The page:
* Ping management – How good am I at designing my day so that technology does not interrupt my workflow?
* Opportunity management – How good am I at choosing the right opportunities to focus on?
What about when you just don’t feel like being productive?
One of the key concepts in my new book, Change Your Day, Not Your Life is:
“Motivation is just momentum in disguise.”
Arrange your day and your thinking so that you can get on productivity runs throughout your day. For instance, the first thing you do when you arrive at work or return from lunch creates the momentum for the next few hours. Choose your first actions wisely.
What do you do to be more productive?
The first step that I do is to define how I want to approach increasing productivity. Should I try a new approach or should I focus on doing what I’m currently doing faster or more efficiently? I define this process in this video – Importance of Productivity in the Workplace and 3 Steps to Improve It. After I get clear on my approach to improving productivity, I run the idea through my P=META formula so that I can get and stay focused and motivated. Finally, I choose one idea, one change to focus on. One of the biggest reasons you, I, any success focused person misses their goal is that they are trying to hit too many goals at one time.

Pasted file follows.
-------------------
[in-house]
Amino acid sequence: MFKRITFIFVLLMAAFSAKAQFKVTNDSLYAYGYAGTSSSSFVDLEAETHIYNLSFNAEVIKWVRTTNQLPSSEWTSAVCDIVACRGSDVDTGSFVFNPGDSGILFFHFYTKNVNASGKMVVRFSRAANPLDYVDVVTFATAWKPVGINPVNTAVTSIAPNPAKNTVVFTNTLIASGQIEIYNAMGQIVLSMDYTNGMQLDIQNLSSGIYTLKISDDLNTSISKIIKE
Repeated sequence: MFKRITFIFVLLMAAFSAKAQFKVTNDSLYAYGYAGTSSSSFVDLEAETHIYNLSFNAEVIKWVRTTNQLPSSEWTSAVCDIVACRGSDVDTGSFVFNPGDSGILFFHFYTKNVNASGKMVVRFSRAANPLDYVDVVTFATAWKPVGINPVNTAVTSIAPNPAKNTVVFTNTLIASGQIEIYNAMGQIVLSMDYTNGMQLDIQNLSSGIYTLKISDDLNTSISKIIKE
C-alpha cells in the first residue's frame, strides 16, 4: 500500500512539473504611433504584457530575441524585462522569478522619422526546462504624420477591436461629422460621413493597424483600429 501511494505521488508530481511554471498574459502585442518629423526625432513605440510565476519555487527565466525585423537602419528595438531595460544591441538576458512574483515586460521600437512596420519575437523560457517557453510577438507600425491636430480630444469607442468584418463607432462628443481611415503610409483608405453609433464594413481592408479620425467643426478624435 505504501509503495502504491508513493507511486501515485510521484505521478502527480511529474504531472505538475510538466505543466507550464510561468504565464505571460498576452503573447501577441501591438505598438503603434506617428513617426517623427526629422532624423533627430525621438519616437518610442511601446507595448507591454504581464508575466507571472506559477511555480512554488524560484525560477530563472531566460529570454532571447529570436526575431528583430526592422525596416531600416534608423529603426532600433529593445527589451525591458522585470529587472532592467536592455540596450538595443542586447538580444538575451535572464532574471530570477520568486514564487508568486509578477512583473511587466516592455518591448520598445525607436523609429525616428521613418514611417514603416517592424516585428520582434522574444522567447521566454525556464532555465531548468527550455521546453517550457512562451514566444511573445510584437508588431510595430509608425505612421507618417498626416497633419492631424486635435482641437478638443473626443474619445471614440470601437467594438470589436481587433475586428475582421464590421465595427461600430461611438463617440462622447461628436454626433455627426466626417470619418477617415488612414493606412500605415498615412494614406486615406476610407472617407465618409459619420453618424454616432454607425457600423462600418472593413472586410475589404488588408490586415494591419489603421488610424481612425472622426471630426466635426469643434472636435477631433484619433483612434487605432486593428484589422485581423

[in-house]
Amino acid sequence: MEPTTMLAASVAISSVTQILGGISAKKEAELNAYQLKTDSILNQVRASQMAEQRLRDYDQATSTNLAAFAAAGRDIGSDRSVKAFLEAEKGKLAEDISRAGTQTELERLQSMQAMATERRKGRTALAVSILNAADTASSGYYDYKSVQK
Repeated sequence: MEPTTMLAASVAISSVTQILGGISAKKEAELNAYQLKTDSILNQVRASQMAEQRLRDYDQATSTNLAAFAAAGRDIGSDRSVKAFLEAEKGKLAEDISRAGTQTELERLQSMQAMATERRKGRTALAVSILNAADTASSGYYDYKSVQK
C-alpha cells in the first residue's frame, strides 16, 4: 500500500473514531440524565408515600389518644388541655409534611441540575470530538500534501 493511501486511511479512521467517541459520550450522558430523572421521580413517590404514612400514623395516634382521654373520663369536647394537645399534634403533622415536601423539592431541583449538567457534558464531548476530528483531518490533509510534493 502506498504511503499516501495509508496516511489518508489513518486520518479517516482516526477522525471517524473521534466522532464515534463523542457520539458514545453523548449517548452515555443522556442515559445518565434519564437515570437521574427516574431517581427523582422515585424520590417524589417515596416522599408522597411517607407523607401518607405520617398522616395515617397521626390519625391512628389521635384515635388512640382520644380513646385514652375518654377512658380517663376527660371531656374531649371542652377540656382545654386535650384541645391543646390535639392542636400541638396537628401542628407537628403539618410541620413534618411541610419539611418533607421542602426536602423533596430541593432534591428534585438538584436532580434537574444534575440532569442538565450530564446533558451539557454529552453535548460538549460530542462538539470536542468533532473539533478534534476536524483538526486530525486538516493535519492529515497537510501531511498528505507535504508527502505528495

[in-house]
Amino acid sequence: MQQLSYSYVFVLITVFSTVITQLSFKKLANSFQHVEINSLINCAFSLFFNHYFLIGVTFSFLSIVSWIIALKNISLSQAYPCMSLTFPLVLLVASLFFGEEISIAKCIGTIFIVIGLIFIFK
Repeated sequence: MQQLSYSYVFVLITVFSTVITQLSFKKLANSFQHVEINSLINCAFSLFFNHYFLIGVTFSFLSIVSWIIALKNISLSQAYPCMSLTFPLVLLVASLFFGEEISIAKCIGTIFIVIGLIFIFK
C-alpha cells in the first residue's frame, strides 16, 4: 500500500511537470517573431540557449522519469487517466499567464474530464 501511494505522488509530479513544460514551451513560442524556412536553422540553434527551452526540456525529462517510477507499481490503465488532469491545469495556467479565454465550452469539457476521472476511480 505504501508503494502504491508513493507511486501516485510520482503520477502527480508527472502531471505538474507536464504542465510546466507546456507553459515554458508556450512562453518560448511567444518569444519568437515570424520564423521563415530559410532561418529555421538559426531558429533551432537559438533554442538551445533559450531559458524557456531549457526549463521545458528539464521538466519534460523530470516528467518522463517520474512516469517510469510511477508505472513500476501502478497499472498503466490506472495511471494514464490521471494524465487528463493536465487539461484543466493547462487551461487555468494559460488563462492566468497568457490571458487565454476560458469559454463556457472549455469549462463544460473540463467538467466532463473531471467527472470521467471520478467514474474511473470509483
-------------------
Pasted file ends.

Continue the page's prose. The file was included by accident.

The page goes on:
I hope this Q& A on how I approach improving productivity is helpful. If you have a question you would like me to answer, just post it in the comments section below and I will add to this post. Thanks for being here!
Summary: Have you ever came down with a cold right after you finish a big project or return from a trip? Stress can zap your immune system and make you more susceptible to illness and infection. You can, however, increase your immune system’s strength with a better future view. This article and video give you three solid steps to improve yours. (Also published on Success.com)
When you think about your future, how positive is that picture? Your future view either sabotages your energy and makes you more likely to get sick or it increases your positive energy and resiliency to stress and illness.
We think about the future many times each day. Each time you do, what do you focus on? Is your view of the future optimistic and full of possibilities, or is filled with stressful and worry?
After 23 years of being a stress motivational speaker and researching working adults, I’m absolutely clear on one thing:
People who thrive under stress have better future views.
Let me back up that statement with some research. In a 2010 study published in Psychological Science, researchers studied 124 law students to determine if their future view, how optimistic they see their future, affected their immune system. They found that those with a more optimistic view of their future had significantly stronger immune responses.